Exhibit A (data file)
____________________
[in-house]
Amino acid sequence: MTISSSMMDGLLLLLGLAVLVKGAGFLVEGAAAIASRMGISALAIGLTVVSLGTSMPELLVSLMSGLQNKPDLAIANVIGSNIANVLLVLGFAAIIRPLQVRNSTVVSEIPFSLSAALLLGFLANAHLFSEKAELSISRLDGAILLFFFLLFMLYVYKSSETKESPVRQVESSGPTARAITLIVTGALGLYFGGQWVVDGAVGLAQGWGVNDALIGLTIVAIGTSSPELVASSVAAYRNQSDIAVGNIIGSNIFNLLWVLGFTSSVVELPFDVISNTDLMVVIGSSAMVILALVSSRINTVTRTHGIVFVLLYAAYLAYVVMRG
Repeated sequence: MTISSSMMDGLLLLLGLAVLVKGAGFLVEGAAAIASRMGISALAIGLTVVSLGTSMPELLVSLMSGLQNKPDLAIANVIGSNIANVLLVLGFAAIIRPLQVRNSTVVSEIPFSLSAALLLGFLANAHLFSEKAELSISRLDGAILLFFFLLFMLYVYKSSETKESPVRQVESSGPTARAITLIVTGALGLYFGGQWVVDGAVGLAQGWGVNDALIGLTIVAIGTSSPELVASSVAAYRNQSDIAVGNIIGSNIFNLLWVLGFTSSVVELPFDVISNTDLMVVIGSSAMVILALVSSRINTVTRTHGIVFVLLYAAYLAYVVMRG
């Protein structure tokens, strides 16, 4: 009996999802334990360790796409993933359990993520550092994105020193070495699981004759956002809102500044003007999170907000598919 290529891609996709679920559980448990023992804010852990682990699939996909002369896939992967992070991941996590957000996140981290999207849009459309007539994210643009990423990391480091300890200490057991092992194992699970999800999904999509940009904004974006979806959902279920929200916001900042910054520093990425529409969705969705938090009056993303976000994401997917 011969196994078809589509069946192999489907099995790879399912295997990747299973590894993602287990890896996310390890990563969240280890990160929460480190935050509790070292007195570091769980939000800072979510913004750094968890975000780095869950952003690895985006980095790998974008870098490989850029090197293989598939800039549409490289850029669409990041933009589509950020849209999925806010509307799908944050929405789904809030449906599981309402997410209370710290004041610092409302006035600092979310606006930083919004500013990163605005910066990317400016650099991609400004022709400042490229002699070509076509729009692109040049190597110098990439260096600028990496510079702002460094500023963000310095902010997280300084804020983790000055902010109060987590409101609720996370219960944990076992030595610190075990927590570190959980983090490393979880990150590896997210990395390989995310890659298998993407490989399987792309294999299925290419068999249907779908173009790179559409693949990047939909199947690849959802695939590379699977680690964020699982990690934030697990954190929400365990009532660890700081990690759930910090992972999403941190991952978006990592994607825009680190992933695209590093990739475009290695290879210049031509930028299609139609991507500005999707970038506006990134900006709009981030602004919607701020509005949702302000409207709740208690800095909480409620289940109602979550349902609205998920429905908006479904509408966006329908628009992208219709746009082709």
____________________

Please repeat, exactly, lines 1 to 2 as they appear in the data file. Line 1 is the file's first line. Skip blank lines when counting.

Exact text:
[in-house]
Amino acid sequence: MTISSSMMDGLLLLLGLAVLVKGAGFLVEGAAAIASRMGISALAIGLTVVSLGTSMPELLVSLMSGLQNKPDLAIANVIGSNIANVLLVLGFAAIIRPLQVRNSTVVSEIPFSLSAALLLGFLANAHLFSEKAELSISRLDGAILLFFFLLFMLYVYKSSETKESPVRQVESSGPTARAITLIVTGALGLYFGGQWVVDGAVGLAQGWGVNDALIGLTIVAIGTSSPELVASSVAAYRNQSDIAVGNIIGSNIFNLLWVLGFTSSVVELPFDVISNTDLMVVIGSSAMVILALVSSRINTVTRTHGIVFVLLYAAYLAYVVMRG